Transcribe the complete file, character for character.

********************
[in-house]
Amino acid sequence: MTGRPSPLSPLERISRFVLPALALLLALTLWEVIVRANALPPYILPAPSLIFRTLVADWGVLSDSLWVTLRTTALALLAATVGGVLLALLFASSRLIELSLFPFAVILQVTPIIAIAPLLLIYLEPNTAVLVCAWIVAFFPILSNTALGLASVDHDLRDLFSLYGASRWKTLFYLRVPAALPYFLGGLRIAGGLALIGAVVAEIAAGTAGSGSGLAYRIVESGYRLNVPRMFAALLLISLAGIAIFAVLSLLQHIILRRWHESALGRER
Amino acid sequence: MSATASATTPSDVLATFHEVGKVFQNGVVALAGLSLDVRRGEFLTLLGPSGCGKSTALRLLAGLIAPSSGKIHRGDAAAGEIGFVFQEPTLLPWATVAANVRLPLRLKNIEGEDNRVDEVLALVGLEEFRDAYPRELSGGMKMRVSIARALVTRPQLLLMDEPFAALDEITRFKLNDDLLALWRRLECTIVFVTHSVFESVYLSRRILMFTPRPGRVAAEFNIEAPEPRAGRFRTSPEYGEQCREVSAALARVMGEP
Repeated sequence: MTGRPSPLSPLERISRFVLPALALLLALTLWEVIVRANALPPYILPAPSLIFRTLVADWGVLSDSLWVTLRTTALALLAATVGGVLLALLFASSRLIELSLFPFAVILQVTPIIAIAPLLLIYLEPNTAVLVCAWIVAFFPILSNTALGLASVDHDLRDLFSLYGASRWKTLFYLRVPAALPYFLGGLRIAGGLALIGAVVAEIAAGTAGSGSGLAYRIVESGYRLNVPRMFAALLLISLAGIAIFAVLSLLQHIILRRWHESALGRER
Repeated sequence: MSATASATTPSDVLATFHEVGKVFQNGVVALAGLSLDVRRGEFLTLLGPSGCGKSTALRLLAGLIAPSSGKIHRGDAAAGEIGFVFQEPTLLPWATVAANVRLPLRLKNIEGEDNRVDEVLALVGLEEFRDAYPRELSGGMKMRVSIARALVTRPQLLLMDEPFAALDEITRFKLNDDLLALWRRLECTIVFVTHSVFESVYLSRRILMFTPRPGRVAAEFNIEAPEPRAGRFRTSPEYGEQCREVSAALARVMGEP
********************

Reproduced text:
[in-house]
Amino acid sequence: MTGRPSPLSPLERISRFVLPALALLLALTLWEVIVRANALPPYILPAPSLIFRTLVADWGVLSDSLWVTLRTTALALLAATVGGVLLALLFASSRLIELSLFPFAVILQVTPIIAIAPLLLIYLEPNTAVLVCAWIVAFFPILSNTALGLASVDHDLRDLFSLYGASRWKTLFYLRVPAALPYFLGGLRIAGGLALIGAVVAEIAAGTAGSGSGLAYRIVESGYRLNVPRMFAALLLISLAGIAIFAVLSLLQHIILRRWHESALGRER
Amino acid sequence: MSATASATTPSDVLATFHEVGKVFQNGVVALAGLSLDVRRGEFLTLLGPSGCGKSTALRLLAGLIAPSSGKIHRGDAAAGEIGFVFQEPTLLPWATVAANVRLPLRLKNIEGEDNRVDEVLALVGLEEFRDAYPRELSGGMKMRVSIARALVTRPQLLLMDEPFAALDEITRFKLNDDLLALWRRLECTIVFVTHSVFESVYLSRRILMFTPRPGRVAAEFNIEAPEPRAGRFRTSPEYGEQCREVSAALARVMGEP
Repeated sequence: MTGRPSPLSPLERISRFVLPALALLLALTLWEVIVRANALPPYILPAPSLIFRTLVADWGVLSDSLWVTLRTTALALLAATVGGVLLALLFASSRLIELSLFPFAVILQVTPIIAIAPLLLIYLEPNTAVLVCAWIVAFFPILSNTALGLASVDHDLRDLFSLYGASRWKTLFYLRVPAALPYFLGGLRIAGGLALIGAVVAEIAAGTAGSGSGLAYRIVESGYRLNVPRMFAALLLISLAGIAIFAVLSLLQHIILRRWHESALGRER
Repeated sequence: MSATASATTPSDVLATFHEVGKVFQNGVVALAGLSLDVRRGEFLTLLGPSGCGKSTALRLLAGLIAPSSGKIHRGDAAAGEIGFVFQEPTLLPWATVAANVRLPLRLKNIEGEDNRVDEVLALVGLEEFRDAYPRELSGGMKMRVSIARALVTRPQLLLMDEPFAALDEITRFKLNDDLLALWRRLECTIVFVTHSVFESVYLSRRILMFTPRPGRVAAEFNIEAPEPRAGRFRTSPEYGEQCREVSAALARVMGEP